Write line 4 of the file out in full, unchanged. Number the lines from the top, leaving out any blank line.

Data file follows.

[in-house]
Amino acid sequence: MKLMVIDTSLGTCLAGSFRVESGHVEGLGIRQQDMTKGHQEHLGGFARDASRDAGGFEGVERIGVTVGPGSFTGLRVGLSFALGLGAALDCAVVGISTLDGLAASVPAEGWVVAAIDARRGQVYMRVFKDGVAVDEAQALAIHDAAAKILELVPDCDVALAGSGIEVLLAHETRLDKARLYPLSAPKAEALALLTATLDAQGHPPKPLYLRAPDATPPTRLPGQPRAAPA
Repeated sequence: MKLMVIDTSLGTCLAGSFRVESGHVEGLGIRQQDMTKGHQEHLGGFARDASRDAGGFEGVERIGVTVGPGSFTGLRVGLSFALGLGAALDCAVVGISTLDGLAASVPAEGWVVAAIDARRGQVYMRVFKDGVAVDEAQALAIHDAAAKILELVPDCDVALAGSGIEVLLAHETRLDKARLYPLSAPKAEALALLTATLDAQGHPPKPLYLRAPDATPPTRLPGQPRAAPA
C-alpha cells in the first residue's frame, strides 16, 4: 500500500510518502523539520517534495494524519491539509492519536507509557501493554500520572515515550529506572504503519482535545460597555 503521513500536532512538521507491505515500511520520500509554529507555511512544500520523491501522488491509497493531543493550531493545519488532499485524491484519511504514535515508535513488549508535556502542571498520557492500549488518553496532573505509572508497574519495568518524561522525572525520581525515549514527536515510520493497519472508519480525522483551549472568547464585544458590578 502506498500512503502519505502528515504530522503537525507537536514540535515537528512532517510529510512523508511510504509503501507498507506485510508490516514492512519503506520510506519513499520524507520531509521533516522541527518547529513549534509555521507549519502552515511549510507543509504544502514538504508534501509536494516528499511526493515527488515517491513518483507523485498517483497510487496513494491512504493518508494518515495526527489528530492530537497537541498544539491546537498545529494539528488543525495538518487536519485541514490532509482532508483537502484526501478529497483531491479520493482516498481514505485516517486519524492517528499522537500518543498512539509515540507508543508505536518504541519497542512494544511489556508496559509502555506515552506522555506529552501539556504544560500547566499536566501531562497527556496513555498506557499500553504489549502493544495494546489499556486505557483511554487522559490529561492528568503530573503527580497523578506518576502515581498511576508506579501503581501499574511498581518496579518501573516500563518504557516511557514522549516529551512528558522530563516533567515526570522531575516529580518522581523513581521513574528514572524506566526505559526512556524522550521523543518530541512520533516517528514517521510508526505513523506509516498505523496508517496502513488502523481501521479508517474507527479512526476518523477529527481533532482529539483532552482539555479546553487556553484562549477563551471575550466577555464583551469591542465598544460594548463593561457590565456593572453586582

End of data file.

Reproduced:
C-alpha cells in the first residue's frame, strides 16, 4: 500500500510518502523539520517534495494524519491539509492519536507509557501493554500520572515515550529506572504503519482535545460597555 503521513500536532512538521507491505515500511520520500509554529507555511512544500520523491501522488491509497493531543493550531493545519488532499485524491484519511504514535515508535513488549508535556502542571498520557492500549488518553496532573505509572508497574519495568518524561522525572525520581525515549514527536515510520493497519472508519480525522483551549472568547464585544458590578 502506498500512503502519505502528515504530522503537525507537536514540535515537528512532517510529510512523508511510504509503501507498507506485510508490516514492512519503506520510506519513499520524507520531509521533516522541527518547529513549534509555521507549519502552515511549510507543509504544502514538504508534501509536494516528499511526493515527488515517491513518483507523485498517483497510487496513494491512504493518508494518515495526527489528530492530537497537541498544539491546537498545529494539528488543525495538518487536519485541514490532509482532508483537502484526501478529497483531491479520493482516498481514505485516517486519524492517528499522537500518543498512539509515540507508543508505536518504541519497542512494544511489556508496559509502555506515552506522555506529552501539556504544560500547566499536566501531562497527556496513555498506557499500553504489549502493544495494546489499556486505557483511554487522559490529561492528568503530573503527580497523578506518576502515581498511576508506579501503581501499574511498581518496579518501573516500563518504557516511557514522549516529551512528558522530563516533567515526570522531575516529580518522581523513581521513574528514572524506566526505559526512556524522550521523543518530541512520533516517528514517521510508526505513523506509516498505523496508517496502513488502523481501521479508517474507527479512526476518523477529527481533532482529539483532552482539555479546553487556553484562549477563551471575550466577555464583551469591542465598544460594548463593561457590565456593572453586582